Saturday Night Live, a comedy institution so inclusive it recently had to hold a special emergency audition to hire a black woman, is offending Latinos by featuring a grotesque caricature.
In a sketch from Saturday’s episode that was apparently designed to promote Planned Parenthood, a group of Anglo ladies hold a jewelry party along with a Venezuelan immigrant named “Marisol” and her white boyfriend.
#ad#The Marisol character is a stage Hispanic straight out of an ancient-stereotypes playbook. She wears, for no apparent reason, a strappy floral dress with a huge red flower in her ear (why? is she about to bless us with an impromptu flamenco dance?). Her accent is as ridiculously heavy as the Japanese accent of Mickey Rooney’s bucktoothed Mr. Yunioshi and harder to understand than the stage-Hindi stylings of Peter Sellers’ Hrundi V. Bakshi.
Apparently this doesn’t matter because, of course, Latin accents are hilarious! (Unfortunately, Not-Ready-for-Prime-Time Player Cecily Strong produced an accent sounding more Greek than Spanish.) Recalling how she and the awkward boyfriend met, Marisol explains that he saw her online and brought her over — the Latina mail-order bride being a familiar social type, according to SNL.
This helps sell the main idea of the sketch: Marisol is dumb, and her slow awakening to her boyfriend’s chauvinism is where the laffs are supposed to come from. But mostly, Marisol is just . . . dumb. When the awkward boyfriend explains he is a male-rights activist, Marisol proudly notes he has shut down two Planned Parenthood clinics. Get it? This chica is so innocent in our sophisticated land that she doesn’t even understand all the great work Planned Parenthood does! Lucky for Marisol – and maybe for some of her dingbat sisters under the skin here in the U.S.A. – Girls creator Lena Dunham is on hand to explain in slow and plain English that the abortion provider is “a place where women can go for low-cost medical advice and care.”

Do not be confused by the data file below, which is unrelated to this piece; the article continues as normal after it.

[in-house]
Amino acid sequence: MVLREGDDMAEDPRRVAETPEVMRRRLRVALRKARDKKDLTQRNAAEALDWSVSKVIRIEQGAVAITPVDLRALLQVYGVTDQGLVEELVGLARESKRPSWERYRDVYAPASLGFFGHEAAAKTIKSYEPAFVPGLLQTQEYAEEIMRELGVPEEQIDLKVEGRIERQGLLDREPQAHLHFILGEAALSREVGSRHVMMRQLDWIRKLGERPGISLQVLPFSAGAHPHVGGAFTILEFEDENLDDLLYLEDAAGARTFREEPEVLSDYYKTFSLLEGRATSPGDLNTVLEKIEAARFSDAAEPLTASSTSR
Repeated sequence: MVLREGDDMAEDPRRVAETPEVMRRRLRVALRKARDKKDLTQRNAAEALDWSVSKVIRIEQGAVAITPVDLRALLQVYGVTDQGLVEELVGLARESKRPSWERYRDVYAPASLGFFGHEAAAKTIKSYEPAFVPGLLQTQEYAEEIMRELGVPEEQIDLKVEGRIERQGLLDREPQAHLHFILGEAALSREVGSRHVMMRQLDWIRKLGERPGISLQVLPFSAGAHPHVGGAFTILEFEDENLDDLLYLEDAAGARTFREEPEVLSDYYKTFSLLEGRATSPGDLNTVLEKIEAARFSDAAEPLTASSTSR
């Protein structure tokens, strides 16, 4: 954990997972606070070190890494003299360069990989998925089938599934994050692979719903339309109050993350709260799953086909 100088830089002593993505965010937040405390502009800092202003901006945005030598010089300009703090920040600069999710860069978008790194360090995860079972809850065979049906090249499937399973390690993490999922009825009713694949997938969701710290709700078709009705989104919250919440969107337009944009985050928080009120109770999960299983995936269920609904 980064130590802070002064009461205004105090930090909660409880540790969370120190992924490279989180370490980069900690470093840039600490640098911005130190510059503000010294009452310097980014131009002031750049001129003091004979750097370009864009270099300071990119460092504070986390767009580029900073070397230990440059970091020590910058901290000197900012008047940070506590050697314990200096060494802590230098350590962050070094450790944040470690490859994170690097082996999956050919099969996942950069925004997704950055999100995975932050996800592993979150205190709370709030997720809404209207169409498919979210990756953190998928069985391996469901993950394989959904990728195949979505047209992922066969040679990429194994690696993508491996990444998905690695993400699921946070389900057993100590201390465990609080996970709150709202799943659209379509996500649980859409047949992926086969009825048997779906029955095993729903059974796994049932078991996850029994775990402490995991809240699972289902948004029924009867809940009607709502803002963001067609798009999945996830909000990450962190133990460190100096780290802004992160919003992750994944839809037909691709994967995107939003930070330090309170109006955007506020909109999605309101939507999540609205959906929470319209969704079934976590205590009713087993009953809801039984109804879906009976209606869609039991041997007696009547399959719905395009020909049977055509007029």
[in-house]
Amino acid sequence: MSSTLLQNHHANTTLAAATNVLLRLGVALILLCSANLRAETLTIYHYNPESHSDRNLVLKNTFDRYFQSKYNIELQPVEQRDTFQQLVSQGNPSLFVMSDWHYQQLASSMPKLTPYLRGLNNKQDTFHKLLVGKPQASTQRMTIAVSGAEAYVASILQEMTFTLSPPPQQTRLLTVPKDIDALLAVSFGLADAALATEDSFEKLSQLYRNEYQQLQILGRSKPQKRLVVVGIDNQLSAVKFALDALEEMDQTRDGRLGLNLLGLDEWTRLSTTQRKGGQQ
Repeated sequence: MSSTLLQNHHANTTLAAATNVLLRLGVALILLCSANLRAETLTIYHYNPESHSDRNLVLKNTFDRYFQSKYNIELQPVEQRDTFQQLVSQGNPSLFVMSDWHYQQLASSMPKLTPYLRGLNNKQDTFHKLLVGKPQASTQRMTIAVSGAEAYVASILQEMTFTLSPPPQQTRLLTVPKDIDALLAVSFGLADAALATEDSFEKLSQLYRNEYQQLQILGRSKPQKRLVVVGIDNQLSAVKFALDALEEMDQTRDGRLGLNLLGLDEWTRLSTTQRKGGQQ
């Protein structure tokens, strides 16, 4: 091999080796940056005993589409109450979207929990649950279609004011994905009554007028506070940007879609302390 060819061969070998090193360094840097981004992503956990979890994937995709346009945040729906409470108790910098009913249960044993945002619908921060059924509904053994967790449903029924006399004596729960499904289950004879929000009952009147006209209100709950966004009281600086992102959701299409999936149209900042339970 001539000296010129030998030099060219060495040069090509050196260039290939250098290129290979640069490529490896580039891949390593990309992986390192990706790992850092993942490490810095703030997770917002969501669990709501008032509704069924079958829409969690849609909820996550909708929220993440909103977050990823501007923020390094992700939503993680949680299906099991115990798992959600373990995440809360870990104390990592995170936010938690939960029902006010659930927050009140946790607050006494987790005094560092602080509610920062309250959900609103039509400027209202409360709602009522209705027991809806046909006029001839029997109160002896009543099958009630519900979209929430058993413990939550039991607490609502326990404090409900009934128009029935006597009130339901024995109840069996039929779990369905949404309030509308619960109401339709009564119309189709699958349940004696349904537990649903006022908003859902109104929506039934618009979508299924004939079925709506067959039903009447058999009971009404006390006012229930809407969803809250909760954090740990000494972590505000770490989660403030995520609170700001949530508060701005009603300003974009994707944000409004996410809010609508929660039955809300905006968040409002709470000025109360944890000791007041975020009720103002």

The sketch died, but not before getting plenty of rotten eggs.
“By chance did you watch the SNL episode tonight?” a reader wrote to LatinoRebels.com. “Is it just me or did the Latina in the jewelry sketch come across as a politically ignorant sexpot? She was surrounded by a group of white women talking down to her bc she was sooo oblivious to her misogynistic boyfriend . . . I’m ashamed that we’re being portrayed like this.”
Latina Magazine also condemned the skit:
In the skit, Cecily Strong, who is NOT Latina, plays into the worst kind of stereotypes as a ditzy, ignorant Venezuelan woman with an over-the-top accent and enormous red flower in her hair. Her boyfriend is a ‘mens rights activist’, and she seems blissfully unaware of his completely mysoginistic [sic] attitude. Then, she dumps him not because he’s a terrible person, but because she hates his body (she misses those muscular men who can pick her up!) and his apartment. I’m sorry…but what?
Latina Magazine also noted that, for years, folks have petitioned SNL to hire a Latino cast member. Those requests have fallen on deaf ears.
The current SNL lineup, which is already bloated with no fewer than 18 cast members, features not a single Latino. This, despite the fact that nearly 20 percent of the American population is Latino. There are no Asian Americans on the show’s cast, either.
While good-natured employment of some stereotypes is certainly acceptable, one wonders why SNL eschews some but embraces others. NBC has made a long national nightmare out of its efforts to increase the number of black SNL cast members and sends out press releases when it hires African American writers. Meanwhile, folks at Studio H seems to think a malicious, dated portrayal of a Latina as a head-case sexpot is fall-down funny.
Saturday Night Live is famous for supplanting Sarah Palin’s (accurate) claim that you can see Russia from parts of her home state with Tina Fey’s more memorable sneer, “I can see Russia from my house!” Many Americans watched the show Saturday and declared, “I can see a bigot from my couch.”
— A. J. Delgado is a conservative writer and lawyer.